Andrew Sheets: Welcome to Thoughts in the Market, I'm Andrew Sheets, Chief Cross-Asset strategist for Morgan Stanley.
Graham Secker: And I'm Graham Secker, Head of the European and UK Equity Strategy Team.
Sheets: And today on the podcast, we'll be discussing the 2021 outlook for equity markets across Europe and how investors can view the region amid a global recovery. It's Friday, January 8th, at 3 p.m. in London.
Sheets So, Graham, before getting to what's in store for this year, we should mention 2020, where many stock markets rose, European stocks fell by double digits, a reason that I think sentiment towards Europe is still so skeptical. What do you think happened?
Secker: Yeah, Andrew. So I'd have to put the blame the door of COVID. I think, COVID hit Europe harder than elsewhere. Not necessarily, I'm not talking about terms of the number of infections per say, but rather in terms of the hit to the economy and corporate profits of European companies. You know, for example, if I look at the euro area economy in terms of GDP, it contracted by about 7% in 2020. That is more than double the fall that we saw in the U.S. economy or the global economy. And if actually if we look to the UK, the decline was even worse. The UK economy looks like it had the biggest hit to GDP of any major economy in the world, down around 11 percent. We think European earnings fell by around 30 percent or more last year. That is approximately twice the decline that we saw in the U.S. or Japan. And actually, in emerging markets, the earnings fall appears to be single digit, only. So, when we view, you know, when viewed through this lens, the underperformance of Europe last year actually seems pretty logical. It underperformed in line with weaker growth.
Sheets: And so then turning to the future, what do you think this year holds in store for Europe? And how do you think the market gets there?
Secker: Yeah, so this year we think is a is a much-improved year. So Europe struggled with COVID, as I discussed, in 2020. We think hopefully it can be one of the beneficiaries of the bounce back this year.. When we published our outlook report back at the beginning of November, we had around 11% upside in price terms for European equities, which was the highest of any of the major regions we were modeling at Morgan Stanley. Post the rally, since then, that number's come down and it's currently 5% upside to our index target. But we do have to include dividends there, which are going to give you another 3 or 4%. So we think you have high single digit returns on European equities for 2021. And just as a footnote, that is actually better at this point as well than the other regions based on my colleagues forecasts for the U.S. and Japan and emerging markets, etc. And I just want to make the point as well that policy support should be very accommodative with the ECB continuing to have a very large quantitative easing program and that should keep valuations underpinned as well. So a strong earnings recovery with valuations supported by central bank activity.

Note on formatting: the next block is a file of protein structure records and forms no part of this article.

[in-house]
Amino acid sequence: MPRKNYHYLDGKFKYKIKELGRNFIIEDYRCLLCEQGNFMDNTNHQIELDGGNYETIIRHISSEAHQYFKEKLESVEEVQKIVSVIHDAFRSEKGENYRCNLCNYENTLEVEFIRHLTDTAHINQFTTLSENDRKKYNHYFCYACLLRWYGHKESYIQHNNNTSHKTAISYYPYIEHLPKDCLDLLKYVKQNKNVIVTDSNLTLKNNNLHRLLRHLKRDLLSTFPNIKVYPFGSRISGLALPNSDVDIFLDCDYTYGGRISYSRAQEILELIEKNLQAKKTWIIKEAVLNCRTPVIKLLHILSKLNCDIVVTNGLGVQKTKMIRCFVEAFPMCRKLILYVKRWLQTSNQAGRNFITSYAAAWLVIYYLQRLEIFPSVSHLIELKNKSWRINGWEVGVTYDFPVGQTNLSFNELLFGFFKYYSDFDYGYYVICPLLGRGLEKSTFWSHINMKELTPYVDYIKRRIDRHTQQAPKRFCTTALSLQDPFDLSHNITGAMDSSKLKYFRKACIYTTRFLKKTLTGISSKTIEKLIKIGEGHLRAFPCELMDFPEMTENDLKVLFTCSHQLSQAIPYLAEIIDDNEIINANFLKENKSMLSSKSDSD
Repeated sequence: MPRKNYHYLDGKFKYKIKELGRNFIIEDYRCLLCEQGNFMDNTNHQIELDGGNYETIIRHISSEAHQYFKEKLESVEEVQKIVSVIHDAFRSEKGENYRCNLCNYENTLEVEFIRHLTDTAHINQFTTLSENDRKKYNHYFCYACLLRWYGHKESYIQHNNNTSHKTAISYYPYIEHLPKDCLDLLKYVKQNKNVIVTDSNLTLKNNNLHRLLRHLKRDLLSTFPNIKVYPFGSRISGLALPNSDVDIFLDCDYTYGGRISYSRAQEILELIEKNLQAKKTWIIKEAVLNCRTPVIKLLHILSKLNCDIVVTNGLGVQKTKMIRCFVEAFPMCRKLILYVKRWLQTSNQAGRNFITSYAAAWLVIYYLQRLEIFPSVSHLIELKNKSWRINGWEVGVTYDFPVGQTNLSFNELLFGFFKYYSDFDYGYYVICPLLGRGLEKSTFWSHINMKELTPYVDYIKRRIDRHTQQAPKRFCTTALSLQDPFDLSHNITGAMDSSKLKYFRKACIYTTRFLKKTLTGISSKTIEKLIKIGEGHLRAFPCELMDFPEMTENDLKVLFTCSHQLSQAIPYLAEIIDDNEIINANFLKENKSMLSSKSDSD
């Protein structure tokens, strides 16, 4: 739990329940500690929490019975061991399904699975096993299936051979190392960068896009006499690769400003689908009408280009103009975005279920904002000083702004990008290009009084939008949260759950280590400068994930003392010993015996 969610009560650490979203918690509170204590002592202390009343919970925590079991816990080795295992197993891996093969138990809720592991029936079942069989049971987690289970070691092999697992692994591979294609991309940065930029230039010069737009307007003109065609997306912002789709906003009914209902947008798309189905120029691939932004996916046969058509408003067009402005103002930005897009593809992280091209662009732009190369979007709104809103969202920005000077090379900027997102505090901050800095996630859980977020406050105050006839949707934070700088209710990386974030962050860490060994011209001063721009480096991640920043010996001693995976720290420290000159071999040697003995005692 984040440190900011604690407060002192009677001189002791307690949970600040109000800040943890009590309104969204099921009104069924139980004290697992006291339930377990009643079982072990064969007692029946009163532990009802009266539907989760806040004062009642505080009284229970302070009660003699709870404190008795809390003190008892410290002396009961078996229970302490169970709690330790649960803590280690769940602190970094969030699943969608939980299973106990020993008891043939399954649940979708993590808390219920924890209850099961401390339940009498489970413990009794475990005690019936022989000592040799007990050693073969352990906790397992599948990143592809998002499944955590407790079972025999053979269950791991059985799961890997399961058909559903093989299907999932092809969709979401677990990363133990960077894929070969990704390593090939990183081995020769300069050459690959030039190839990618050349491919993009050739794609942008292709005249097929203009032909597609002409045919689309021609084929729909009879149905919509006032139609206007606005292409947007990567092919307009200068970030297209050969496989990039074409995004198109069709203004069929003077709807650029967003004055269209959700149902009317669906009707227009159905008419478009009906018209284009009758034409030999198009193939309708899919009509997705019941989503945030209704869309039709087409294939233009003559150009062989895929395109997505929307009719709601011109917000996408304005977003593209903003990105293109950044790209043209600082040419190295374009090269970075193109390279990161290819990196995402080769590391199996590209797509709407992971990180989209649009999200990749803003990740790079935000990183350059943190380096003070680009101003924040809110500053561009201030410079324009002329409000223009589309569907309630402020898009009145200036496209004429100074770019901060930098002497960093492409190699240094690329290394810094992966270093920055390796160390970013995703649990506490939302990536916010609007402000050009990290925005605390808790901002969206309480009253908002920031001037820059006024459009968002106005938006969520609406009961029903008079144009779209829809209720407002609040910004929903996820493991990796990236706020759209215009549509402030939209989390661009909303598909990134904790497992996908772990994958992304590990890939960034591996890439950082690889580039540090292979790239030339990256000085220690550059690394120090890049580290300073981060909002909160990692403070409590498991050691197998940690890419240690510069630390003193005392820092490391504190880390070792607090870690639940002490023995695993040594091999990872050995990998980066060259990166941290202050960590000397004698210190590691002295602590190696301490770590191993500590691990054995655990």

Sheets: So, Graham, you mentioned there the performance of other regions. And certainly one thing I hear a lot is that, look, you know, Morgan Stanley is forecasting pretty good emerging market growth next year. So why shouldn't I just buy emerging market stocks and forget about Europe? I imagine you've encountered the same sentiment. And how do you think about that dynamic?
Secker: Yeah, absolutely. And certainly emerging markets has performed better than Europe over the last few years. So it's sort of there's a natural sort of indication for people to go back to what has worked before. But one of the points that I would make is the starting point matters. If I look back over the last 12 months, emerging markets have already outperformed Europe by 20% and are now at a seven year high, i.e., if you look at the relative performance of the MSCI Emerging Markets Index to that of the MSCI Europe Index, it's at a seven year high in price terms and it's also at a seven year high in relative valuation terms as well. So that sort of positive outlook for emerging markets has already been discounted to some extent. I think the other point and what gets me interested in Europe for 2021 is this idea of Morgan Stanley's global reflation narrative. That's the story that you've touched on with some of our other speakers in the past. And I think Europe's more positively exposed to that than, say, emerging markets. I'll give you an example. If you look back over the last five years, if you look at which regions have performed best in periods when bond yields are rising and inflation is going up and it's actually been Europe, it's been Europe and Japan. And actually the U.S. and emerging markets have been regions that have tended to do better when bond yields have been falling rather than when bond yields have been rising. And I think that one last point there would be that Europe is predominantly a value index, which likes reflation and higher yields, whereas emerging markets these days has a lot of tech in it. So it's more of a growth index.